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Controversial Project Labor Agreement for West Valley Mission Community College District Approved

A Project Labor Agreement (PLA) with the Santa Clara & San Benito Counties Building and Construction Trades Council as well as a $698 million bond measure was approved at an Aug. 7 special meeting of the West Valley Mission Community College District (WVMCCD)’s Board of Trustees.

Even amid concerns and opposition, the PLA received a vote of 5-2 in favor.

“People from both sides expressed their opinions and finally the voting was in favor,” said Patrick Schmitt, Chancellor, WVMCCD. “We already had a pilot project under an approved PLA agreement and the results of the pilot program were very positive. Hence, the Board expressed an interest in continuing with PLA. The PLA for the projected bond projects would be placed on the November 2018 ballot.”

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The renovation of the Applied Arts and Science building was designated as the ‘pilot’ project on Jan. 13, 2013. Its construction started on Sept. 8, 2014 and the notice of completion was approved by the Board only on July 11, 2017.

The delay in completion and difference in cost estimation of this pilot project are some of the reasons put forward by those opposing the PLA.

“It’s really disappointing to see WVMCCD Board of Trustees consider adopting such an arcane hiring practice meant to benefit only one group over the greater good of the citizens,” said Nicole Goehring, Community and Government Relations Director, Associated Builders and Contractors Northern California Chapter (ABC NorCal).

ABC NorCal, a construction trade association of nearly 500 construction and construction related firms representing 22,000 merit shop construction workers, is one of the major groups that opposed PLA at the Board’s special meeting.

“The pilot project in itself is a failed project,” said Goehring. “Where though it was estimated at $11,500,000 when the contract was advertised, winning bid came in at $18,661,000 and later the final cost of the project with change orders was $20,527,100, almost double the estimate. The independent evaluation of the pilot project could not identify any benefits purported by the unions.”

Meanwhile, the Board has a separate perfomance evaluation report for its pilot project that states that many factors influenced the outcome of the project like regulatory factors, local governance, project-specific factors and economic conditions.

“There is no conclusive evidence that PLA had adverse or favorable impact on observable metrics for the pilot project,” said Schmitt. “Many other factors, like regional construction market conditions, have had a disproportionate impact on cost. Unknown conditions and owner-directed changes played a dominant role in schedule variance.”

Further he said, “As a result of PLA, the district witnessed minimal administrative overhead and workplace disruptions were non-existent. There was no impact on project schedule and local participation on this project was well within norms. Stakeholder opinions regarding the PLA, its impact and efficacy appear to be pre-established with little or no empirical basis.”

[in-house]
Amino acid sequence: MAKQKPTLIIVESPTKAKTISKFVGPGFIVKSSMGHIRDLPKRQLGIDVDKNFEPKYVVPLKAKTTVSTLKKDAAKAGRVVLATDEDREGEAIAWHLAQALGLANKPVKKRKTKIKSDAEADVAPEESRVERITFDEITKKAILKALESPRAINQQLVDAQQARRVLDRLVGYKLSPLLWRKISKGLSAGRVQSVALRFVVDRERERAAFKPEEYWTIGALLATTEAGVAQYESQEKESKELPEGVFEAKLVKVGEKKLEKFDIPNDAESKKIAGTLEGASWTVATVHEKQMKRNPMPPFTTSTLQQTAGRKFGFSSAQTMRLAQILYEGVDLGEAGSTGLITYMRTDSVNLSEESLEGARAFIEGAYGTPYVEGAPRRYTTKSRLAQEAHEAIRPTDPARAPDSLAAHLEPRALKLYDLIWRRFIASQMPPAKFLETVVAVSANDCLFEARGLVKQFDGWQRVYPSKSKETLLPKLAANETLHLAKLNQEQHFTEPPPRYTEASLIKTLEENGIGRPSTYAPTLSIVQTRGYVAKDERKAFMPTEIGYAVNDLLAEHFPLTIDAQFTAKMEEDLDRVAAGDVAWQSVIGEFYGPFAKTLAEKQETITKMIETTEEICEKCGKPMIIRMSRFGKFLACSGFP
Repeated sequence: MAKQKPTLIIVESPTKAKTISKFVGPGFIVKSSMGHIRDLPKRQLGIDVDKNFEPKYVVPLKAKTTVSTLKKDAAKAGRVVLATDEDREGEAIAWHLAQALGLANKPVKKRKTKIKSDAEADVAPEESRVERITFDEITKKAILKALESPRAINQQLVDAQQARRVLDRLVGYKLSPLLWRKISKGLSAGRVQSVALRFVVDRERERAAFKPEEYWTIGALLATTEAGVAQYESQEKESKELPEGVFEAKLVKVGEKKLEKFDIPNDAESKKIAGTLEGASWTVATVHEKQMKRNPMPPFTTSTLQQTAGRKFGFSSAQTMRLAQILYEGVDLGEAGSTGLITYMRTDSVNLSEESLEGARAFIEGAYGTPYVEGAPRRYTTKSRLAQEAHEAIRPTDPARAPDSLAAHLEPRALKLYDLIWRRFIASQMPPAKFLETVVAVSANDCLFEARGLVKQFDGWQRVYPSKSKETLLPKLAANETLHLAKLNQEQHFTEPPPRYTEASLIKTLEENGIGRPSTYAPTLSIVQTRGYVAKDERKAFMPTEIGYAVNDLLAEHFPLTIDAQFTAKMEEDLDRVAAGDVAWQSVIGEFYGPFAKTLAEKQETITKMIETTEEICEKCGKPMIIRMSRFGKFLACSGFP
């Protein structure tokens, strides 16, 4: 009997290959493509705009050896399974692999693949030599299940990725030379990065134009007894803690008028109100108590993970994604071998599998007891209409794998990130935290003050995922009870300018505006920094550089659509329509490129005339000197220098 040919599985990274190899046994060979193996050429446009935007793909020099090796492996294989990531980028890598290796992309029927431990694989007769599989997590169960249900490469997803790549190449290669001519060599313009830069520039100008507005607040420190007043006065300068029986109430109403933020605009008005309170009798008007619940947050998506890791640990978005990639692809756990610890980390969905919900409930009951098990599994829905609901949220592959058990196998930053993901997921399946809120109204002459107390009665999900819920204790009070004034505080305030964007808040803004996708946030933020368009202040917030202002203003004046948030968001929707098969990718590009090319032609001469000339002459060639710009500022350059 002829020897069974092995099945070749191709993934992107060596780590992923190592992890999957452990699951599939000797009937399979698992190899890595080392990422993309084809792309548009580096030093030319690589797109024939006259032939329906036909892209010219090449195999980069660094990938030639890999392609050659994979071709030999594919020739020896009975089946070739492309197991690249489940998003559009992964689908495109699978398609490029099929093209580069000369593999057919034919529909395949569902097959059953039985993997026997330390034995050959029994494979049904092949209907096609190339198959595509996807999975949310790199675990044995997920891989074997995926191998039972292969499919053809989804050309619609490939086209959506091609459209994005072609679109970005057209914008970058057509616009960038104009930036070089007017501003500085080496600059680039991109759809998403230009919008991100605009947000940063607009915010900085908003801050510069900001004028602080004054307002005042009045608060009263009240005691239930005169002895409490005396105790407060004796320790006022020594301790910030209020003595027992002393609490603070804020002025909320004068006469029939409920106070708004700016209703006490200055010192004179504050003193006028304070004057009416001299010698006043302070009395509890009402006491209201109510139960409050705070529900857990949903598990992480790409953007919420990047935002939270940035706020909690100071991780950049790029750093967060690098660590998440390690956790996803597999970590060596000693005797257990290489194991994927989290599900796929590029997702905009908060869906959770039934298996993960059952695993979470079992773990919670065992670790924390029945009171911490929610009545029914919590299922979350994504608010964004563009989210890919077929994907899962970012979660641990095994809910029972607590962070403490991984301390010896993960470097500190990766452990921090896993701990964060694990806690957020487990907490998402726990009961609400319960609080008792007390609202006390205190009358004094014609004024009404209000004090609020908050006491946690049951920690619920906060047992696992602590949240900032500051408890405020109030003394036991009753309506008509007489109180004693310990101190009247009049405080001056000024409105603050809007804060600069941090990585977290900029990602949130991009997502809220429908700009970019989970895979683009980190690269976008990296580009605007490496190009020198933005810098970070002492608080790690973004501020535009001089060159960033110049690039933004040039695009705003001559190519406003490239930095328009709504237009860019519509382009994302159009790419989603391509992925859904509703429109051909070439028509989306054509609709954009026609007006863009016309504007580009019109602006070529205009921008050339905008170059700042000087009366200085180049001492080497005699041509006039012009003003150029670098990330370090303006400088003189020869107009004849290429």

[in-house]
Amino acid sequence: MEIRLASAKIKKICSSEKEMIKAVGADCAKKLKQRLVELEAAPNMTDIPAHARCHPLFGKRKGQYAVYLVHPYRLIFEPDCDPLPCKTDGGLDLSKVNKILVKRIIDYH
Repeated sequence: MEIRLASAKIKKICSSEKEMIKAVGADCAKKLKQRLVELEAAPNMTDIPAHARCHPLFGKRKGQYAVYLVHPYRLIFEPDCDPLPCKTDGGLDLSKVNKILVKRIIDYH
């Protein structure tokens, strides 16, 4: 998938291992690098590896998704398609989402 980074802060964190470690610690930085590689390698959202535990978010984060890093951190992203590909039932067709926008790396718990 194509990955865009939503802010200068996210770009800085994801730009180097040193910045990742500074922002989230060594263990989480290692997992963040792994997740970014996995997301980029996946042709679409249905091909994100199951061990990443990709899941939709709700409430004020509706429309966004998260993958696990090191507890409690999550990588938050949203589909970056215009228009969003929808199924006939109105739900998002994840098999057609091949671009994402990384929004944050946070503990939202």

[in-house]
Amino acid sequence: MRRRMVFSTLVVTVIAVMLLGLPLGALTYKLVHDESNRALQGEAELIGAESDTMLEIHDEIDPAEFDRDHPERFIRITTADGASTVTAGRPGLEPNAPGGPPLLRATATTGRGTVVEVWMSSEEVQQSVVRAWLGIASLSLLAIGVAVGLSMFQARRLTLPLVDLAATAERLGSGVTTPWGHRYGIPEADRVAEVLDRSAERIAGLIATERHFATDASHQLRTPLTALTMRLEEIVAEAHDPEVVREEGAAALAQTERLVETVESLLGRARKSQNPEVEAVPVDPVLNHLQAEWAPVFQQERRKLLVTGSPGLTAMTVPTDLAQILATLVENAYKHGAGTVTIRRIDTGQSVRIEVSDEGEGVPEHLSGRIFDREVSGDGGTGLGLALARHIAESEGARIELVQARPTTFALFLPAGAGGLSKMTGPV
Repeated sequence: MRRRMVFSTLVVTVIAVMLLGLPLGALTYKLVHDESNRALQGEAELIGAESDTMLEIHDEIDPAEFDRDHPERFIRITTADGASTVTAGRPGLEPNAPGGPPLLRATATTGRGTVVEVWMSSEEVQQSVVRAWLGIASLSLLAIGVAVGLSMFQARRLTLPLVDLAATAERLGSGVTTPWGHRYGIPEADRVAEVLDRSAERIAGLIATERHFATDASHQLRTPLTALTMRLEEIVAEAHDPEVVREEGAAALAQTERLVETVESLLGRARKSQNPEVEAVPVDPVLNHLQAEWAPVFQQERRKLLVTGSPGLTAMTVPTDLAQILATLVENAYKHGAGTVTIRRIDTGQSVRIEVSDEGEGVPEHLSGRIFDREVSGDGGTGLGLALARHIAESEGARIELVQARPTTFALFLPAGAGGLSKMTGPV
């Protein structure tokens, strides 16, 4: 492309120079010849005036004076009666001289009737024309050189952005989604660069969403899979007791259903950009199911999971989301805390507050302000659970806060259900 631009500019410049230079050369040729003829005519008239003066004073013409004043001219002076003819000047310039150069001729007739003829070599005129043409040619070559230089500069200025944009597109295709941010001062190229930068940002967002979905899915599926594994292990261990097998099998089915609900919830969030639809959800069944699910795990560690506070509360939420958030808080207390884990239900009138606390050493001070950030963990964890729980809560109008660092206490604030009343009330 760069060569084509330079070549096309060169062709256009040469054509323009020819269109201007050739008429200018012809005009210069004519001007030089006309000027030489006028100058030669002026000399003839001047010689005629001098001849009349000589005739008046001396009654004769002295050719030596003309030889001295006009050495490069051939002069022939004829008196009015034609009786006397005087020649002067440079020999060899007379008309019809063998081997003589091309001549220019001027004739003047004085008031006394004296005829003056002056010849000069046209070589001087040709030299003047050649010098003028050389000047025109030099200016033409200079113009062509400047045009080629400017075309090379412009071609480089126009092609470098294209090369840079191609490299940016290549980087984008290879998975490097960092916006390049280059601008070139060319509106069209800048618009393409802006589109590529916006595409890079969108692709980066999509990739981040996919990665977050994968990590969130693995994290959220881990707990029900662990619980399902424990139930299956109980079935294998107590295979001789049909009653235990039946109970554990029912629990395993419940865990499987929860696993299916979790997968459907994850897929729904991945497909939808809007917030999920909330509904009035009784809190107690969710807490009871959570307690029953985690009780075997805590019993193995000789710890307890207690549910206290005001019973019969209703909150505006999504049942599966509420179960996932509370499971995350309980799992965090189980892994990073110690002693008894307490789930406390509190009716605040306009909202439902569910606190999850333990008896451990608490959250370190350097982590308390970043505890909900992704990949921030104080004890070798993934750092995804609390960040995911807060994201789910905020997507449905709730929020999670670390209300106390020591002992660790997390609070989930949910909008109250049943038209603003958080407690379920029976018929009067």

There’s not just the cost factor. The anti-PLA concerns are spread across a wide range of issues including employee rights, dues and representation. According to them, the PLA creates participation barriers for local, minority and women-owned construction employers and their employees. Workers must pay significant union dues and all apprentices must come from state approved union programs making it tough for those from state-approved merit shop programs.

“The spirit of entrepreneurism is blatantly dismissed at WVMCCD leaving opportunities only for a small number of workers who have found their way into union construction programs,” added Goehring. “Eroding opportunities for smaller minority construction companies and their workers to expand their local businesses and gain invaluable work experience on taxpayer-funded projects in their community. The opportunities are getting limited and great number of qualified local contractors are sidelined.”

However, it is the security and functionality of PLA that were seen as major benefits by PLA advocates.

“When we are investing such a huge amount,” said Schmitt. “PLA offers the security in terms of protection in working conditions, pay, benefits and equity. When it is a $698 million bond like this, our primary concerns are stability and security, and PLA offers all of that. There are no negative implications to it and most of all PLAs have been successful so far.

“Also, we have no discrimination in work delegation,” he added. “The smaller projects that are of minor nature or have more flexibility won’t have PLA.”

Considering the PLA approval as an unfortunate step that would push away well-paying career opportunities within the local community, the ABC NorCal group currently plans to prepare its arguments for the upcoming ballot.

Meanwhile, the WVMCCD Board of Trustees continues to favor the PLA and expects its upcoming PLA projects to be successful and efficient.

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Owens Corning

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